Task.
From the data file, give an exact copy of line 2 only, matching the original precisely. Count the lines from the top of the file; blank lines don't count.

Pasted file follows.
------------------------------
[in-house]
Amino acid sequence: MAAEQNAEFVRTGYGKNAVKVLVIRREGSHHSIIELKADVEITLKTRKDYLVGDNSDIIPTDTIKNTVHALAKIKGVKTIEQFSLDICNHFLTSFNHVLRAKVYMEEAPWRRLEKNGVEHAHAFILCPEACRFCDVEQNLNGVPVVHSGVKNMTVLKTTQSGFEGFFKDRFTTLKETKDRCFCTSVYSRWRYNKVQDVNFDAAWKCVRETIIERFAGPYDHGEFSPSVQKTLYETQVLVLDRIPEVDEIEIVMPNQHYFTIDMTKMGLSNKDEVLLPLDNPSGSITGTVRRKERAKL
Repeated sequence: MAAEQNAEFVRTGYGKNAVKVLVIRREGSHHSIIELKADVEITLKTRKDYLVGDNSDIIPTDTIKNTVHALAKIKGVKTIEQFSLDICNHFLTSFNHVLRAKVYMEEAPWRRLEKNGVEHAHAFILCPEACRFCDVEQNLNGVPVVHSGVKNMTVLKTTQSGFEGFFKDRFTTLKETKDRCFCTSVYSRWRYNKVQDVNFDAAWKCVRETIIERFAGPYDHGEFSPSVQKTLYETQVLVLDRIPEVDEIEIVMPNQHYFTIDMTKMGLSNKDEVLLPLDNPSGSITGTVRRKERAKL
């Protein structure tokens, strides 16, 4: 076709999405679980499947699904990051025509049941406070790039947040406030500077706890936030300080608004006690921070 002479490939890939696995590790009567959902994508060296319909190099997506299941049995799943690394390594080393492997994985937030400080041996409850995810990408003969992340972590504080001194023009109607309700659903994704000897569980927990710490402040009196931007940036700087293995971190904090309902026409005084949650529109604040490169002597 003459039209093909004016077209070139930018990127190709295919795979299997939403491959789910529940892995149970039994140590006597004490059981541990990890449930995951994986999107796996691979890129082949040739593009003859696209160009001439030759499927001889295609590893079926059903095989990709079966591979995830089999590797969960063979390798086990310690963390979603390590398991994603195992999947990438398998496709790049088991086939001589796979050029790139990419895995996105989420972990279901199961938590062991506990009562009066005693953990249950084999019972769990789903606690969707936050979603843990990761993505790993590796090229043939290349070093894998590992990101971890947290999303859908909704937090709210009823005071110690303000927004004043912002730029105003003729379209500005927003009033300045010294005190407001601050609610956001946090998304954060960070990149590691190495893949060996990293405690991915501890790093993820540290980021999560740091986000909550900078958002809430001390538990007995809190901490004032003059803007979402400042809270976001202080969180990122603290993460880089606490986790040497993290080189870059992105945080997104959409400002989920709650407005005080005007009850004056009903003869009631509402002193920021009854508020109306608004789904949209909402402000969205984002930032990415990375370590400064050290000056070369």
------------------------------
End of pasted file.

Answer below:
Amino acid sequence: MAAEQNAEFVRTGYGKNAVKVLVIRREGSHHSIIELKADVEITLKTRKDYLVGDNSDIIPTDTIKNTVHALAKIKGVKTIEQFSLDICNHFLTSFNHVLRAKVYMEEAPWRRLEKNGVEHAHAFILCPEACRFCDVEQNLNGVPVVHSGVKNMTVLKTTQSGFEGFFKDRFTTLKETKDRCFCTSVYSRWRYNKVQDVNFDAAWKCVRETIIERFAGPYDHGEFSPSVQKTLYETQVLVLDRIPEVDEIEIVMPNQHYFTIDMTKMGLSNKDEVLLPLDNPSGSITGTVRRKERAKL